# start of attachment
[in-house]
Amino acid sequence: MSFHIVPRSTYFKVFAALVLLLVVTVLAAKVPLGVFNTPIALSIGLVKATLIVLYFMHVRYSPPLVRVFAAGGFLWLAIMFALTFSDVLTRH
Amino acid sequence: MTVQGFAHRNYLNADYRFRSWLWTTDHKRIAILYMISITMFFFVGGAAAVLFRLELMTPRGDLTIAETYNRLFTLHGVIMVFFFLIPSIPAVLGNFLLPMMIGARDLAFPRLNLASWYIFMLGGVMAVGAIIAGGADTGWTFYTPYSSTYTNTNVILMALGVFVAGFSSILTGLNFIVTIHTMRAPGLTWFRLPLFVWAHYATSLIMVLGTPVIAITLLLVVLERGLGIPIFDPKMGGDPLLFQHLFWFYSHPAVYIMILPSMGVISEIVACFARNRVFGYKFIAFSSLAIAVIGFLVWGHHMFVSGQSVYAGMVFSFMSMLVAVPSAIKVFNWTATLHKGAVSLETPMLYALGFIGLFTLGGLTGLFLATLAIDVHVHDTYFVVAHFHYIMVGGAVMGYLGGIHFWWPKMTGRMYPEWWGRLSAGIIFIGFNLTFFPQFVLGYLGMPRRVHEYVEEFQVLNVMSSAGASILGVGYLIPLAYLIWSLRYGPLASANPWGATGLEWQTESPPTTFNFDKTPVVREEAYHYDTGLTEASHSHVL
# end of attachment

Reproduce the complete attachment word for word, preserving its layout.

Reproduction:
[in-house]
Amino acid sequence: MSFHIVPRSTYFKVFAALVLLLVVTVLAAKVPLGVFNTPIALSIGLVKATLIVLYFMHVRYSPPLVRVFAAGGFLWLAIMFALTFSDVLTRH
Amino acid sequence: MTVQGFAHRNYLNADYRFRSWLWTTDHKRIAILYMISITMFFFVGGAAAVLFRLELMTPRGDLTIAETYNRLFTLHGVIMVFFFLIPSIPAVLGNFLLPMMIGARDLAFPRLNLASWYIFMLGGVMAVGAIIAGGADTGWTFYTPYSSTYTNTNVILMALGVFVAGFSSILTGLNFIVTIHTMRAPGLTWFRLPLFVWAHYATSLIMVLGTPVIAITLLLVVLERGLGIPIFDPKMGGDPLLFQHLFWFYSHPAVYIMILPSMGVISEIVACFARNRVFGYKFIAFSSLAIAVIGFLVWGHHMFVSGQSVYAGMVFSFMSMLVAVPSAIKVFNWTATLHKGAVSLETPMLYALGFIGLFTLGGLTGLFLATLAIDVHVHDTYFVVAHFHYIMVGGAVMGYLGGIHFWWPKMTGRMYPEWWGRLSAGIIFIGFNLTFFPQFVLGYLGMPRRVHEYVEEFQVLNVMSSAGASILGVGYLIPLAYLIWSLRYGPLASANPWGATGLEWQTESPPTTFNFDKTPVVREEAYHYDTGLTEASHSHVL